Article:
I'm not sure how much there is to learn from "the DM probably won't let the bad guy crit multiple times in a row".
Risk management. If multiple crit runs are off the table, one can more confidently work with typical damage numbers when considering the risk vs reward of adventuresome actions in combat. E.g., "if I rush to save the Wizard, the evil Princess and her thugs might hit me, but I think I have the HP to risk it...and they shouldn't crit so much that it would kill me." (Note that risk of death is still present in this example; it just won't be "eating three crit OAs in a row" levels or whatever.)
Unless the player hates player side metagame mechanics.
All of my suggestions have been for DMs only. I have not recommended any metagame mechanics intended for direct player use, and in general I am trying to avoid metagaming at all (hence the emphasis on diegetic solutions).
Does the safeguard give you at least one of the negatives you listed above (how do you learn things from an ad hoc safe guard that may or may not happen again) .
What kind of safeguards were you picturing?
I gave an example earlier in this thread (IIRC, anyway) from my own Dungeon World campaign. See, I tend to be a big old softie when it comes to DMing, and I was worried my players might feel Il was throwing fights at them that weren't meant to be more than speedbumps. So I set up a combat meant to be slightly tough but not too hard...and the party demolished it no sweat. At that point, I decided I needed to make a fight that would (at least I hoped!) be clearly too hard. As part of that, I built in diegetic "safeguards" that could be exploited later to make the fight less dangerous. Specifically, these were bound shadows (a favored trick of the Zil al-Ghurab, the Raven-Shadow assassin cult), which were already known to have magic that could manipulate life force. I intentionally overloaded the fight with smaller "minion" creatures, led by one greater shadow. After the first two rounds, the party realized that they were in a bad position and needed to either break or achieve a major success, so they chose to nova strike the greater shadow (presumably intending to disrupt the lesser ones, they didn't explicitly say). In one round, they were able to pump out enough damage that the greater shadow WOULD have died right there, but that would only have partially mitigated the difficulty of the encounter, given the sheer number of other opponents.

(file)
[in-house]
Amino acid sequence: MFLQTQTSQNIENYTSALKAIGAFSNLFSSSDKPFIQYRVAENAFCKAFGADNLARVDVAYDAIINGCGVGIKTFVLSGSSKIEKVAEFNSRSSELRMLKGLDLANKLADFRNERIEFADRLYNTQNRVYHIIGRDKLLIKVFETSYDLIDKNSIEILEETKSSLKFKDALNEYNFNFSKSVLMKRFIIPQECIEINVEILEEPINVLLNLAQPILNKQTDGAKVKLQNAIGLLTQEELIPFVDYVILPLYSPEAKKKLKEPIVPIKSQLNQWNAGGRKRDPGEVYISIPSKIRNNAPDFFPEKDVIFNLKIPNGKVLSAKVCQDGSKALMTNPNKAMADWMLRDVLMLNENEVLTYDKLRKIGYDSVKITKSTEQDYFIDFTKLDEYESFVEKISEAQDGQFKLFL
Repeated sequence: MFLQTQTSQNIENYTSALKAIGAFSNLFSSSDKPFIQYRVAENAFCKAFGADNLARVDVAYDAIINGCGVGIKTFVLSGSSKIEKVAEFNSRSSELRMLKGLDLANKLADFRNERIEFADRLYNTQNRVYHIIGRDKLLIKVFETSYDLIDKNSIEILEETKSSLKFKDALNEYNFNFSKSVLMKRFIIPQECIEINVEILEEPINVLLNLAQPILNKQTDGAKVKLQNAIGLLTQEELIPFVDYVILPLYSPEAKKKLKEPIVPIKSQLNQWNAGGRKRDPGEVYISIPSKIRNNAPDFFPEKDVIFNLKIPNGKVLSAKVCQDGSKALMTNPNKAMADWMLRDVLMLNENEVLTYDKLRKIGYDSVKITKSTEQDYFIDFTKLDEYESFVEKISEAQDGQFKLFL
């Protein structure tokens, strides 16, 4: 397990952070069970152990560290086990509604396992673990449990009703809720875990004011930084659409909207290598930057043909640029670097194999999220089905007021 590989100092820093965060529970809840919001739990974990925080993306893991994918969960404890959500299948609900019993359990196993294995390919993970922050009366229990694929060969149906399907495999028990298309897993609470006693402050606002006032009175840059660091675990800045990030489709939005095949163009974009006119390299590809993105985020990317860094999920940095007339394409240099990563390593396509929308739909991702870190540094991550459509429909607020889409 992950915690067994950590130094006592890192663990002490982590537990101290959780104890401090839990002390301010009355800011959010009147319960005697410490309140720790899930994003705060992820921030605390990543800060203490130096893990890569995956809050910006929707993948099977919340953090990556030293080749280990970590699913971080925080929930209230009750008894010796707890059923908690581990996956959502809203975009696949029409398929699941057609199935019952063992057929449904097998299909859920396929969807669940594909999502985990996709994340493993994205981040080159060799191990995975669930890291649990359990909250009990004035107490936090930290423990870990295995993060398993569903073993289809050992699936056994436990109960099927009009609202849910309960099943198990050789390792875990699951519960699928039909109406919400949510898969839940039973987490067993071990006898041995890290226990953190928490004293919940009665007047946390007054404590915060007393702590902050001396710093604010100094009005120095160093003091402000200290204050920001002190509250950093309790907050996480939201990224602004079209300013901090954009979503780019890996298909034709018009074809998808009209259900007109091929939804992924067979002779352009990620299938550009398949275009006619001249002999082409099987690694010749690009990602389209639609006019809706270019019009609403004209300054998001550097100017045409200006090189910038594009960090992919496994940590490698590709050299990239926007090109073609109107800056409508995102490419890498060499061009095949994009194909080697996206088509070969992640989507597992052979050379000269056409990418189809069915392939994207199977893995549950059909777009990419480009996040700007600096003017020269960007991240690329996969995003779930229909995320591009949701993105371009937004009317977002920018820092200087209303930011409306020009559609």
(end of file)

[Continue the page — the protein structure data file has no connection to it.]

Instead, I creatively exploited the life force magic of the shadows. The greater shadow, sensing defeat was near and deciding that it was better to flee so it could maintain its mission in the future rather than be destroyed here, chose to absorb the life force of (most of) the lesser shadows and then tried to book it, hoping to lose the party and then reconstitute the smaller shadows later. Instead, the party gave chase and destroyed the greater shadow. They had a very real brush with lethal danger. However, because I prepared with a possible countermeasure to mitigate the encounter difficulty, I was able to address the problem purely diegetically without needing any metagame mechanics nor fudging rolls or stats. (I can't actually fudge rolls as players make all rolls in Dungeon World, but I obviously could still fudge stats. I just don't do so.)